Trust a fragile asset

By Elizabeth Proust, AICD Chairwoman

Organisational culture is essential to repair the trust divide.

elizabeth proust

Elizabeth Proust

Throughout 2017, successive scandals in the finance sector, the arts, the not-for-profit sector, and governments – perpetuated a significant trust decline in the Australian community.

A spotlight was shone on workplace culture which has forced directors to consider what role we have in shaping those cultures.

The culture of our workplaces has probably never been under greater scrutiny than it is today. And boards have a crucial role in shaping, monitoring and changing our organisational cultures – across all sectors.

If we, as directors, are not setting and requiring the cultures that our staff – and the wider community – expect, we cannot hope to repair the trust divide.

A good culture can be a competitive advantage. Conversely, poor cultures damage employee and stakeholder outcomes, and when they result in visible failures – be they regulatory or ethical – they erode trust.

In that vein, it is welcome that the most recent AICD Director Sentiment Index found that the vast majority of directors – 92 per cent – are actively trying to change the culture within their organisation.

But what needs to change?

There is no ‘one size fits all’ approach to culture.

I would posit however that boards can play a role in regaining trust through improved culture if their decisions are consistently in line with three key pillars:

  1. Accountability;
  2. Transparency; and
  3. Ethical behaviour

The lack of accountability and transparency in instances of financial or ethical wrongdoing is undoubtedly a driver of the trust deficit between Australians and their institutions.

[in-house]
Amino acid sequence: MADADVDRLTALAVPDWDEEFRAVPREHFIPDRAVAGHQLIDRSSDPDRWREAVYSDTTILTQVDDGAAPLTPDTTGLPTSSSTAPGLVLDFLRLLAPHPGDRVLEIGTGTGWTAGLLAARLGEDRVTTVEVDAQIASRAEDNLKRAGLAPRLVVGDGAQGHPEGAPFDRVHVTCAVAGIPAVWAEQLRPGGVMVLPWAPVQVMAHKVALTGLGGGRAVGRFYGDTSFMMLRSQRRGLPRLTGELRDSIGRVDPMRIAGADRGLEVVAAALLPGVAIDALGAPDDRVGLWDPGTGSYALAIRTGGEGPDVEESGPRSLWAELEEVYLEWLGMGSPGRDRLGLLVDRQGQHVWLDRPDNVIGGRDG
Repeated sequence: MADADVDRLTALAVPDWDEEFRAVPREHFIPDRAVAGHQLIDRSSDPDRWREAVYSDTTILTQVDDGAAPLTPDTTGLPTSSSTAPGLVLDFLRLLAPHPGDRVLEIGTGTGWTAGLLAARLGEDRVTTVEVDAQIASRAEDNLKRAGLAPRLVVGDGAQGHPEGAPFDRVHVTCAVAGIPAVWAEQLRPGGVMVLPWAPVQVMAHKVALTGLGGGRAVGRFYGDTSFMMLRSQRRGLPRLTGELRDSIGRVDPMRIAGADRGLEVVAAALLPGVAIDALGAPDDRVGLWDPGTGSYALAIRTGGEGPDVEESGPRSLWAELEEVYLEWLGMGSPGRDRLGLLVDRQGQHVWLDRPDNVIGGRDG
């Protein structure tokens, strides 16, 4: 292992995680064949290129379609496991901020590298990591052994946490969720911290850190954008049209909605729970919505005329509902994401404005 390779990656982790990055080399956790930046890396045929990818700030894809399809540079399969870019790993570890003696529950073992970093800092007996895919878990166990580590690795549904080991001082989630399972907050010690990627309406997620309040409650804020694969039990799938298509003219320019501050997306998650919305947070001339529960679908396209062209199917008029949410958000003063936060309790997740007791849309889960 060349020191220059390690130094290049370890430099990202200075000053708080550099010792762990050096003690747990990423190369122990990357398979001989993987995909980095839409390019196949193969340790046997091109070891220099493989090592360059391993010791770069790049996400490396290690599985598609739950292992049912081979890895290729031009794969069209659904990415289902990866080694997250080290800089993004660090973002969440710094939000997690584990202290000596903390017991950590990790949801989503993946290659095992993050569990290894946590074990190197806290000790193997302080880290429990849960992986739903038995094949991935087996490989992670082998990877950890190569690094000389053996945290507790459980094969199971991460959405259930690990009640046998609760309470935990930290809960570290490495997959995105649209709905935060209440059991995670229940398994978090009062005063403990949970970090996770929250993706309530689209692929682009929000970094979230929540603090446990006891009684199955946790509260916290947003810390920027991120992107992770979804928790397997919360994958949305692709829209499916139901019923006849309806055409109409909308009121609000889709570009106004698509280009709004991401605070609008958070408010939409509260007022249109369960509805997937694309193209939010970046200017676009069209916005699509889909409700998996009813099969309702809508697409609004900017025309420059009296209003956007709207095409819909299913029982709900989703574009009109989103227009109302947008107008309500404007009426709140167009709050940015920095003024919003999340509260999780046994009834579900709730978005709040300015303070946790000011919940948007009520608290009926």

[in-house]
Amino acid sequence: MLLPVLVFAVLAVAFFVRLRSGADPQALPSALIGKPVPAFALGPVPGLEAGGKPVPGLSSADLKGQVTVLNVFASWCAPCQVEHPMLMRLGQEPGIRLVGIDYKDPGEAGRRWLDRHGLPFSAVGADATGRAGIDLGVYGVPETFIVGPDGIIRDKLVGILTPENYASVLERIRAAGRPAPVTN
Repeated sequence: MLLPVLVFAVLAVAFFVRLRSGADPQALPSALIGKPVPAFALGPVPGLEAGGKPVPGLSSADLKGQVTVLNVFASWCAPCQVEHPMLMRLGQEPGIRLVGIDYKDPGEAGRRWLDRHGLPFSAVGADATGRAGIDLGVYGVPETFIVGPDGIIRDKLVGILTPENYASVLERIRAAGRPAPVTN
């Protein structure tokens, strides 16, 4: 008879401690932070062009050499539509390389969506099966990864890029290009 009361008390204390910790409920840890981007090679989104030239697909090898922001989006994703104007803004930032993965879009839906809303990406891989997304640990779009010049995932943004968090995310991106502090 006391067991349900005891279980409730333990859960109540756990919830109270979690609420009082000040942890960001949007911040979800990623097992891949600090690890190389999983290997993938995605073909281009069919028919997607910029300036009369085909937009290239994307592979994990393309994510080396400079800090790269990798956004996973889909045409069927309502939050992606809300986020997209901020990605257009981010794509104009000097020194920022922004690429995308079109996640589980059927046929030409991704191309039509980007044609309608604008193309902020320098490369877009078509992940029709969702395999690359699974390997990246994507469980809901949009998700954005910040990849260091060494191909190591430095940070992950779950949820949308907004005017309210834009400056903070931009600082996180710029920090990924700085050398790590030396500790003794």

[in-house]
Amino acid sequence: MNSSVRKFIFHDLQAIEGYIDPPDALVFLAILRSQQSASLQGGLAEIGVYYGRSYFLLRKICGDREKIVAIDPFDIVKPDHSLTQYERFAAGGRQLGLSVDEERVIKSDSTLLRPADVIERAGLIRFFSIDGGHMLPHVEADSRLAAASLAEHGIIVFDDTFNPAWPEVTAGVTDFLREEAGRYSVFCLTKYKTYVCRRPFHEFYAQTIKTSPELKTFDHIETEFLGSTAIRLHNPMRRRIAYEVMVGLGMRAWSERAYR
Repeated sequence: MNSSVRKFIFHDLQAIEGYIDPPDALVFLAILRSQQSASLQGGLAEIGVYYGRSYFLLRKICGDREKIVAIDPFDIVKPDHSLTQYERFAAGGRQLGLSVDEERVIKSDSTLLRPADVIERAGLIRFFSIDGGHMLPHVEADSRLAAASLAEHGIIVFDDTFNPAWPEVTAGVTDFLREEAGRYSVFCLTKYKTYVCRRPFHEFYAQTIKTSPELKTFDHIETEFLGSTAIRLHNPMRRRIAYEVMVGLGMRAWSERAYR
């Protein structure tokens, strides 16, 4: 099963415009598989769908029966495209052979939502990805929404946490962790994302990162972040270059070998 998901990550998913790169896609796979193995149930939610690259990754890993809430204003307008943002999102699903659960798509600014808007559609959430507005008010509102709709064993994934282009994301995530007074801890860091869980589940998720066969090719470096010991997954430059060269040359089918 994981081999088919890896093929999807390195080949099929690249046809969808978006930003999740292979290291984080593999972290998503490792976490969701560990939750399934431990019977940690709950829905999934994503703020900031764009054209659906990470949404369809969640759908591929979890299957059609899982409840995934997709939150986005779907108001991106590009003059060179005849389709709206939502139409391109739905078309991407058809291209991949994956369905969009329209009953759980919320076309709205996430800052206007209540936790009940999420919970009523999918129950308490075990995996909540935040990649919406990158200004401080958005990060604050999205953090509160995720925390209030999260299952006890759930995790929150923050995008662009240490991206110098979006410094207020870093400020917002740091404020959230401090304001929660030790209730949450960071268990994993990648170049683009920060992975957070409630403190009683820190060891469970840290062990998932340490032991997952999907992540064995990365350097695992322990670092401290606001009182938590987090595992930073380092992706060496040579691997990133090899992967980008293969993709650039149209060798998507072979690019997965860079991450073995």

These may sound like straightforward principles – yet when stakeholders or politicians or commentators ask who is being held to account for failures – whether it be in corporate Australia or in the not-for-profit sector, the answer has too often sounded hollow.

Without greater accountability and transparency, a culture of ethical behaviour cannot take hold and there is no pathway towards regaining community trust.

In addition to ensuring these values underpin our decisions, we as directors, need to model the ethics we want to take hold in an organisation. If we fail to model the cultural traits we ask of employees or volunteers, we can hardly be surprised when the desired culture fails to appear.

And if we on boards reward success, we need to hold ourselves accountable and punish failure.

We must be transparent in doing so – explaining clearly the reasons why decisions have or have not been taken, honestly and fully. The tenets of organisations’ social contract are changing as the world changes, and directors must engage with that, rather than dismiss it, if we are to rebuild trust.

AICD is holding director’s briefings in May on the Board and organisational Culture. 

  • Ulverstone – Tuesday, 8 May
  • Launceston – Wednesday, 9 May
  • Hobart – Thursday, 10 May

For more information contact 03 6242 2200.

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